Why are more warehouses embracing more robots?


The warehousing industry is facing a major labor shortage and significantly elevated demand at the same time. Around the world, warehouses are both running out of space and do not have the labor needed for effective operations.

As a result, many warehouses look to novel robot technology to streamline operations. In practice, new autonomous warehouse robotics can help these facilities do more with the labor and resources.

This is how warehouses adopt new robots and how autonomous warehouse robots could transform the industry over the next few years.

Robots May Help Warehouses Cope With a Challenging Market

In January 2022, the total number of warehousing jobs rose by 13,400 positions to 1,728,200 jobs – a record industry employment level.

At the same time, however, retail demand – which experts sometimes use as a proxy for overall consumer demand – continues to rise consistently. Demand is also on track to continue rising in the future.

The warehousing industry, as a result, is contending with a large and growing labor gap. In July 2021, well before the holiday season, the warehousing industry saw a record 490,000 job openings. This suggests, despite employment growth, that the industry is struggling to hire enough workers to meet current levels of demand.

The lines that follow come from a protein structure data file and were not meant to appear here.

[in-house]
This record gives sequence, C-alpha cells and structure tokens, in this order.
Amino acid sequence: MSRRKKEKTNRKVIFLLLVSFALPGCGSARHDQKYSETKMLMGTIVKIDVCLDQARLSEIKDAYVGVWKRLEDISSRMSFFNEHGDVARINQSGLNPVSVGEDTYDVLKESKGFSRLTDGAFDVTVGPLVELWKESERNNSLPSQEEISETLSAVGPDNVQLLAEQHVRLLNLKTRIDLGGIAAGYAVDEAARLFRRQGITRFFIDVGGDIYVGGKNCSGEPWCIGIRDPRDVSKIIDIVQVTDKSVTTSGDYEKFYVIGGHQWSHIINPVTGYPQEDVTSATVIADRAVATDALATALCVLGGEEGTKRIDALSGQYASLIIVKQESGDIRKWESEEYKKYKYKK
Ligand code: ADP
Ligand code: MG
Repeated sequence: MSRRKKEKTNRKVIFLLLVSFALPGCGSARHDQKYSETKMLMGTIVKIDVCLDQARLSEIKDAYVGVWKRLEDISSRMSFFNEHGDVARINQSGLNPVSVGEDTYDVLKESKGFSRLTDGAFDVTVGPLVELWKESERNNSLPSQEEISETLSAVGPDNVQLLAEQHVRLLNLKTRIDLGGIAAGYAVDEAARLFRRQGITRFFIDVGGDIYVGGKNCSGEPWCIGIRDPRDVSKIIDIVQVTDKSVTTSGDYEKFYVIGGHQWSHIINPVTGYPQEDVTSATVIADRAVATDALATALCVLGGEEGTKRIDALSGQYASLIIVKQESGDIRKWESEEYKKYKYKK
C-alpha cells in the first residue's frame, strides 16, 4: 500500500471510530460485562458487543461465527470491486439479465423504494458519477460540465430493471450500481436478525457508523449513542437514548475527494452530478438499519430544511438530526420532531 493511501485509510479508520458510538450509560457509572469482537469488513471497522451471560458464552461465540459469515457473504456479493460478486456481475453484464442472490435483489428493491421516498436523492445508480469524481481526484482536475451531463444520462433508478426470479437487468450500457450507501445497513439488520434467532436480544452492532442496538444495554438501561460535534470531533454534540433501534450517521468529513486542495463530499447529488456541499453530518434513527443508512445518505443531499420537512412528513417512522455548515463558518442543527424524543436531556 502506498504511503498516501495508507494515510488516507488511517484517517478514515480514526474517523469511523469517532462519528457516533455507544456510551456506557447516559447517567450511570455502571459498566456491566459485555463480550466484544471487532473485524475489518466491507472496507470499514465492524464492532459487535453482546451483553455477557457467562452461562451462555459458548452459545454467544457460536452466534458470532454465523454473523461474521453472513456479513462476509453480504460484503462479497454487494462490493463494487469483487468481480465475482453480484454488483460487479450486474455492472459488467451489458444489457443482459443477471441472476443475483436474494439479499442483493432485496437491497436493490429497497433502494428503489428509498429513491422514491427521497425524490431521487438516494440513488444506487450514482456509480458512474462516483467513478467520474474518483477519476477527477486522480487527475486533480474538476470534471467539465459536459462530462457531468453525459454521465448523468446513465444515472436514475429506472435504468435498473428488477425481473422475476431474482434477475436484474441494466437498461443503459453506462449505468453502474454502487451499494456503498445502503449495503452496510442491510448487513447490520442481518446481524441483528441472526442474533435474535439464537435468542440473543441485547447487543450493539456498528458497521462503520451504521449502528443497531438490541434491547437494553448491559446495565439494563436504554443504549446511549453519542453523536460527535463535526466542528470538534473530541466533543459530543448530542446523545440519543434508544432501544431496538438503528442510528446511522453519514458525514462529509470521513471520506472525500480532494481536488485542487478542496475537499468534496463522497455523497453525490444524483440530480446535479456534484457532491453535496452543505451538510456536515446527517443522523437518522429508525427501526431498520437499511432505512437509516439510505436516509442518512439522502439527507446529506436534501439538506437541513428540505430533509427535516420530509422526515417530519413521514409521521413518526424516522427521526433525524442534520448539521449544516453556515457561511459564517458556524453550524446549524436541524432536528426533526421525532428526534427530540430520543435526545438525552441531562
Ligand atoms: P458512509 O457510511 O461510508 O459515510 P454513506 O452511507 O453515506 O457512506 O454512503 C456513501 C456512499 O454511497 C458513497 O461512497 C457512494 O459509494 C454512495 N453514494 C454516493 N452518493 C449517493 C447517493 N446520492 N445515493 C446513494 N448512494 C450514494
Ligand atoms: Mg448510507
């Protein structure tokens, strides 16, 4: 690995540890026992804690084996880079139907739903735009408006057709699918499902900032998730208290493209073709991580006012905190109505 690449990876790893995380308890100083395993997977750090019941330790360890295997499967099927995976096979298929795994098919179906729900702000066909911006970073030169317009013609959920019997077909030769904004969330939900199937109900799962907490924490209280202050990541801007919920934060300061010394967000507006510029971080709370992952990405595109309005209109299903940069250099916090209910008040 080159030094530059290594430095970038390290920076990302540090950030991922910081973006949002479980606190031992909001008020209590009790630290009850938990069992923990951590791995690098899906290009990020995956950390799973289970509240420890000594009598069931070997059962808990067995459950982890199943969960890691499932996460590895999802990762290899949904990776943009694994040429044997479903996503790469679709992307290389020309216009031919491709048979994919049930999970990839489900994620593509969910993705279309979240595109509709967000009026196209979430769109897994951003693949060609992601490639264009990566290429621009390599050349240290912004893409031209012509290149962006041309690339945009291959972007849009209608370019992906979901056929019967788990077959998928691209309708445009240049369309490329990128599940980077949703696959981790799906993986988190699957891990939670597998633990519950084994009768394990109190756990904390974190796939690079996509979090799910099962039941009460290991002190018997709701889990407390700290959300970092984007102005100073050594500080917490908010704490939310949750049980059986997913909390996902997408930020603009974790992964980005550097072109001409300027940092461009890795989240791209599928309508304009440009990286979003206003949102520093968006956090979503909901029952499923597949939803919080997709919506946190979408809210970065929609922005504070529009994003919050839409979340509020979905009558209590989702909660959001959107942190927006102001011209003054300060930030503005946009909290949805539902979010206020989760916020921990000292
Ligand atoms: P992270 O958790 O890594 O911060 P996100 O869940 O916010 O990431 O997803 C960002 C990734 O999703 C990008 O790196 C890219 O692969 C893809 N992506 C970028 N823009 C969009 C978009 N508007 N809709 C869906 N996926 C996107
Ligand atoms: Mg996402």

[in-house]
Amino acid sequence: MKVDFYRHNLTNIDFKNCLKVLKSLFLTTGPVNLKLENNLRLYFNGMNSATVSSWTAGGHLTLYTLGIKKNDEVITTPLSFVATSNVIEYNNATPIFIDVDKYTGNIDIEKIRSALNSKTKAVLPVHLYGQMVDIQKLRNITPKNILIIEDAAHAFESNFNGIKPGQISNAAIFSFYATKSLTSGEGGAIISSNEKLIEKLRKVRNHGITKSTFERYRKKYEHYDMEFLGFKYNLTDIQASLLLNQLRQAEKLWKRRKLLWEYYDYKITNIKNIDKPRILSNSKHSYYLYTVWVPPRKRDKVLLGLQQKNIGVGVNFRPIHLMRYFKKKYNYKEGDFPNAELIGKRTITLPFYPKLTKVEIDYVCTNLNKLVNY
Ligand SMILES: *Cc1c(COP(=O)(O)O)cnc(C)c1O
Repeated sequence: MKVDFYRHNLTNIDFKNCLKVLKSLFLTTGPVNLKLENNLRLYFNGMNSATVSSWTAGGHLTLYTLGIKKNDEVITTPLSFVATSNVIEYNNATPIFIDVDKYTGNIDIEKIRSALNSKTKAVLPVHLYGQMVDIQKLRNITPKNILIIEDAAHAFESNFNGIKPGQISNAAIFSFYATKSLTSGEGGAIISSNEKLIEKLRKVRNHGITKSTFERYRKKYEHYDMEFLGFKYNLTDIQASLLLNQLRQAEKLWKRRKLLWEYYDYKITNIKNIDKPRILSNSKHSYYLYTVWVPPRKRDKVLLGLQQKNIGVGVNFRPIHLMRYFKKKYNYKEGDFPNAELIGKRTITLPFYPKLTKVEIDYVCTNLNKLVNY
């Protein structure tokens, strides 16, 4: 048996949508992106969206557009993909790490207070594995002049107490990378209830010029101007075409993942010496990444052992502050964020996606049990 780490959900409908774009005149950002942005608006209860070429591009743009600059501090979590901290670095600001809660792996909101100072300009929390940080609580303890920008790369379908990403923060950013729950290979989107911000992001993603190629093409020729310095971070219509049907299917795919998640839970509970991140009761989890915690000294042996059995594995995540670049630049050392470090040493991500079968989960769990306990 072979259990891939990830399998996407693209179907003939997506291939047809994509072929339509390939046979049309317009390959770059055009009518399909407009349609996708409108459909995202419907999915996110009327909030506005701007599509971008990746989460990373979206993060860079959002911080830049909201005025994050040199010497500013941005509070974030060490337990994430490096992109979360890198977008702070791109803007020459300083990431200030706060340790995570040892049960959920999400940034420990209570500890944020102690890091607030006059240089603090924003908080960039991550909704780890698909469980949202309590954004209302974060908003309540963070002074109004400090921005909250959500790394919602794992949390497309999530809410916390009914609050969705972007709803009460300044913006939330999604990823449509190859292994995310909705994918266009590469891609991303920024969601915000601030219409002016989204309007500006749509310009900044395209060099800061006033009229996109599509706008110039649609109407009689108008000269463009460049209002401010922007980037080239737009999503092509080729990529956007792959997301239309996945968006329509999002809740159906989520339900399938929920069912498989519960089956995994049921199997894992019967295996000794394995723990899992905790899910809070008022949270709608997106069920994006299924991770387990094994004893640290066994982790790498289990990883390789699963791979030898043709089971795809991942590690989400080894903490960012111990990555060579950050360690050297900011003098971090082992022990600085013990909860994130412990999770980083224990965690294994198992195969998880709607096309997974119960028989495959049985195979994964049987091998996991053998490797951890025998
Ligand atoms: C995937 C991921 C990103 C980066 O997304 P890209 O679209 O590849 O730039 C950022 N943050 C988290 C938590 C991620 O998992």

These market conditions aren’t likely to change significantly any time soon. Warehouses could face months or years of an ongoing labor shortage and growing demand.

While rising demand is good for warehouses, many warehouse managers have found that they don’t have the labor needed to keep goods moving.

Labor Gap Pushing Warehouses to Adopt Automation for the First Time